True love cares for the soul

My dad sang like Pavarotti, my mom accompanied him as if she could read his heart. Because they were so talented, we sang. A lot. Evenings we often gathered around the piano and harmonized. We reached heaven often, but dad, who had perfect pitch dropped us to earth just as frequently with, “You’re sharp on the G.”

“B-flat, that’s b-flat.”

“The tempo is all wrong. 1-2-3 beats, see?”

Still, I think I can safely credit those nights for the enthusiasm that propelled me over and over to my stage, a stack of hay bales on the farm. The closest neighbor lived two miles away.
I’d climb to the top of the straw mountain, and belt out one song after another into the country airwaves as hard and as passionately as I could. Occasionally a car passed, billowing dust like a cloud.

One of my favorites was a hymn, “Give Me a Passion for Souls.”

The lyrics vibrate with the composer’s raw pathos for the lost.

“Jesus, I long, I long to be winning
Men who are lost, and constantly sinning…” (music Foss L. Fellers; words Herbert George Tovey)

The hymn spoke to my heart. Beauty of the music with its yearning watered seeds of a missionary call already planted inside. The need for Jesus in the world surged in me. Lost and found. Dark and light. The dot to dot connection of surrender to mission’s calling tracked a straight path in my mind. And it still does.

I grew up and left the farm. My husband and I with our three children landed in Italy and plunged into language learning and church planting ministry.

Italian culture is sophisticated, intellectual and refined. I felt so naïve and inadequate. I didn’t know how to explain what I did, why I was there. It made no sense to any of them.

We became good friends with our next door neighbors. We laughed with them, ate pasta in their home and they ate American in ours. We shared Jesus as ineptly as children.

Maria, my friend next door, had a sudden medical emergency. She nearly died. I visited her in the hospital several times. After a series of such incidents, each worse than the one before, she came home, weak, but on the mend.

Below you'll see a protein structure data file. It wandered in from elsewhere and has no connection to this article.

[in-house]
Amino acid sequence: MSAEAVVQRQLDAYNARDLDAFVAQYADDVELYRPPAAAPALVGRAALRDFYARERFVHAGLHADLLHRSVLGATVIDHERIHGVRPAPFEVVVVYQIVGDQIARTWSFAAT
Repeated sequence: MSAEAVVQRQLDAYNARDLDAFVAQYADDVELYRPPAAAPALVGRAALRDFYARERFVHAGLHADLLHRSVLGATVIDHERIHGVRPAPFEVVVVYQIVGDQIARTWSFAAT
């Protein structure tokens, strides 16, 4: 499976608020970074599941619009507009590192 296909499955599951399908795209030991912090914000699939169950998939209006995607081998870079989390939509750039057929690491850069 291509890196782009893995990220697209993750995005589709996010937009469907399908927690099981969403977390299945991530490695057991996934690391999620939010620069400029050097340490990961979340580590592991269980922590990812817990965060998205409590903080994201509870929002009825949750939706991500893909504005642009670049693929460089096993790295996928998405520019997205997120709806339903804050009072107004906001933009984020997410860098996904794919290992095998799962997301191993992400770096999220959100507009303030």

“Maria, how are you?” I asked.

She smiled, a sober ghost of her former vivacious self.

“I know who to call to ask how to make my pasta sauce,” she responded.” I know who to ask about clothes, and I know where to go to find out about my children’s schooling needs. All of my friends have their places in my life, but,” a tremor made her pause, “I don’t know anyone else to talk to about my soul.”

Real love cares about the state of one’s soul.

I can still feel the overwhelming passion of that moment. I remember the resolute knowledge that I was there, that day, in that country, in that house, for that purpose.

“Maria,” I answered, a soprano vibrato in my tone, “How could I love you and not love your soul. How could I love you today and not care about your eternity?”

“O may this hour be one of beginning
The story of pardon to tell.”

Missiology has taken shifts and turns, its definition blurred and elastic, like a fast-food Biblical mandate.

But surrender requires whenever, whatever and wherever.

It isn’t easy.

Loving Jesus may make us appear just a little crazy, not normative, like a fish swimming upstream, or a missionary trying not to look out of place. Yet, in those uncomfortable contrasts our message is most recognizable.

“For God so loved the world, that he gave his only Son…”

Much more than a sentiment, God’s love is a sacrifice.

“…that whoever believes in him should not perish but have eternal life.” (Jn. 3:16) ESV